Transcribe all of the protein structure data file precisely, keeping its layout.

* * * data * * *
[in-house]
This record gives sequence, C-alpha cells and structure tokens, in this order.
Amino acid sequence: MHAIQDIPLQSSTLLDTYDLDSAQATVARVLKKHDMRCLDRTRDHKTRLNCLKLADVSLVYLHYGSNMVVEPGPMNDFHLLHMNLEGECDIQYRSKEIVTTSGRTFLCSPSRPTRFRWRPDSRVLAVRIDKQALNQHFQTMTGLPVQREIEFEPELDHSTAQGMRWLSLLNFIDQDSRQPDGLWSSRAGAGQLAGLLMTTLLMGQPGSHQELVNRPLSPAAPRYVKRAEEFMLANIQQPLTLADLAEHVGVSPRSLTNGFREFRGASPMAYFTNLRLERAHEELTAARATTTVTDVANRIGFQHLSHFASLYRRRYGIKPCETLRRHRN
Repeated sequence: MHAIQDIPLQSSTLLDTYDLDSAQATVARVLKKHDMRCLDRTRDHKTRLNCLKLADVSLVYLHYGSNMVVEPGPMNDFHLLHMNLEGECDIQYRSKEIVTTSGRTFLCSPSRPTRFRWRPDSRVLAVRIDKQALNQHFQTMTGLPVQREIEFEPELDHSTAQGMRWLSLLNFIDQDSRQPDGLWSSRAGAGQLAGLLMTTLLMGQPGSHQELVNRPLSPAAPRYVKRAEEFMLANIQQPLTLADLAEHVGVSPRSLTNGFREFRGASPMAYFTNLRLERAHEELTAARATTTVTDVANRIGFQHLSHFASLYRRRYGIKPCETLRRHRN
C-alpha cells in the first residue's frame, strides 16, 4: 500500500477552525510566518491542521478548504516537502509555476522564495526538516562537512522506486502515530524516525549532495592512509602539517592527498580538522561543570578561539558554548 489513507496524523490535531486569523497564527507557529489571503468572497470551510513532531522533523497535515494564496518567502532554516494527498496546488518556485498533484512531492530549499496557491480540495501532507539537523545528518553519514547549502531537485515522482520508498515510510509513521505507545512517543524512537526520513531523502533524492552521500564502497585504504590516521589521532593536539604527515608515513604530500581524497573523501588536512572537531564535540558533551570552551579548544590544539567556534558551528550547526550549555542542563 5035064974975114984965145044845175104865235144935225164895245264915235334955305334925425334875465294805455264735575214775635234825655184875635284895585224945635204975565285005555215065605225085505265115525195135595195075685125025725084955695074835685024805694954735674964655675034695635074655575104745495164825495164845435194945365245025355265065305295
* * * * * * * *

[in-house]
This record gives sequence, C-alpha cells and structure tokens, in this order.
Amino acid sequence: MHAIQDIPLQSSTLLDTYDLDSAQATVARVLKKHDMRCLDRTRDHKTRLNCLKLADVSLVYLHYGSNMVVEPGPMNDFHLLHMNLEGECDIQYRSKEIVTTSGRTFLCSPSRPTRFRWRPDSRVLAVRIDKQALNQHFQTMTGLPVQREIEFEPELDHSTAQGMRWLSLLNFIDQDSRQPDGLWSSRAGAGQLAGLLMTTLLMGQPGSHQELVNRPLSPAAPRYVKRAEEFMLANIQQPLTLADLAEHVGVSPRSLTNGFREFRGASPMAYFTNLRLERAHEELTAARATTTVTDVANRIGFQHLSHFASLYRRRYGIKPCETLRRHRN
Repeated sequence: MHAIQDIPLQSSTLLDTYDLDSAQATVARVLKKHDMRCLDRTRDHKTRLNCLKLADVSLVYLHYGSNMVVEPGPMNDFHLLHMNLEGECDIQYRSKEIVTTSGRTFLCSPSRPTRFRWRPDSRVLAVRIDKQALNQHFQTMTGLPVQREIEFEPELDHSTAQGMRWLSLLNFIDQDSRQPDGLWSSRAGAGQLAGLLMTTLLMGQPGSHQELVNRPLSPAAPRYVKRAEEFMLANIQQPLTLADLAEHVGVSPRSLTNGFREFRGASPMAYFTNLRLERAHEELTAARATTTVTDVANRIGFQHLSHFASLYRRRYGIKPCETLRRHRN
C-alpha cells in the first residue's frame, strides 16, 4: 500500500477552525510566518491542521478548504516537502509555476522564495526538516562537512522506486502515530524516525549532495592512509602539517592527498580538522561543570578561539558554548 489513507496524523490535531486569523497564527507557529489571503468572497470551510513532531522533523497535515494564496518567502532554516494527498496546488518556485498533484512531492530549499496557491480540495501532507539537523545528518553519514547549502531537485515522482520508498515510510509513521505507545512517543524512537526520513531523502533524492552521500564502497585504504590516521589521532593536539604527515608515513604530500581524497573523501588536512572537531564535540558533551570552551579548544590544539567556534558551528550547526550549555542542563 5035064974975114984965145044845175104865235144935225164895245264915235334955305334925425334875465294805455264735575214775635234825655184875635284895585224945635204975565285005555215065605225085505265115525195135595195075685125025725084955695074835685024805694954735674964655675034695635074655575104745495164825495164845435194945365245025355265065305295